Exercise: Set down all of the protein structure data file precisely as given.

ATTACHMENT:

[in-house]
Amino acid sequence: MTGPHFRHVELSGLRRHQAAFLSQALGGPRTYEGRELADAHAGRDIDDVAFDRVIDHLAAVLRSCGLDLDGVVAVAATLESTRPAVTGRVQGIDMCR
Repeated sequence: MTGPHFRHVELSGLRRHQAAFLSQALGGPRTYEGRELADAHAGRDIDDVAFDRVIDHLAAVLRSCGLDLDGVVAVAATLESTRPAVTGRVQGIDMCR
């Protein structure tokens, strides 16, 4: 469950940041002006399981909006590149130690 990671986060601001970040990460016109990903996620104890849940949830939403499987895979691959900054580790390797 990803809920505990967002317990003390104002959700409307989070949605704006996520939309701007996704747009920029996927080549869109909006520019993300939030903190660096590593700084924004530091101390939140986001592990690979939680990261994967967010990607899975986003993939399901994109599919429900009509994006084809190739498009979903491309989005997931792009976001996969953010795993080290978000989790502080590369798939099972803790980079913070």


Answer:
[in-house]
Amino acid sequence: MTGPHFRHVELSGLRRHQAAFLSQALGGPRTYEGRELADAHAGRDIDDVAFDRVIDHLAAVLRSCGLDLDGVVAVAATLESTRPAVTGRVQGIDMCR
Repeated sequence: MTGPHFRHVELSGLRRHQAAFLSQALGGPRTYEGRELADAHAGRDIDDVAFDRVIDHLAAVLRSCGLDLDGVVAVAATLESTRPAVTGRVQGIDMCR
């Protein structure tokens, strides 16, 4: 469950940041002006399981909006590149130690 990671986060601001970040990460016109990903996620104890849940949830939403499987895979691959900054580790390797 990803809920505990967002317990003390104002959700409307989070949605704006996520939309701007996704747009920029996927080549869109909006520019993300939030903190660096590593700084924004530091101390939140986001592990690979939680990261994967967010990607899975986003993939399901994109599919429900009509994006084809190739498009979903491309989005997931792009976001996969953010795993080290978000989790502080590369798939099972803790980079913070």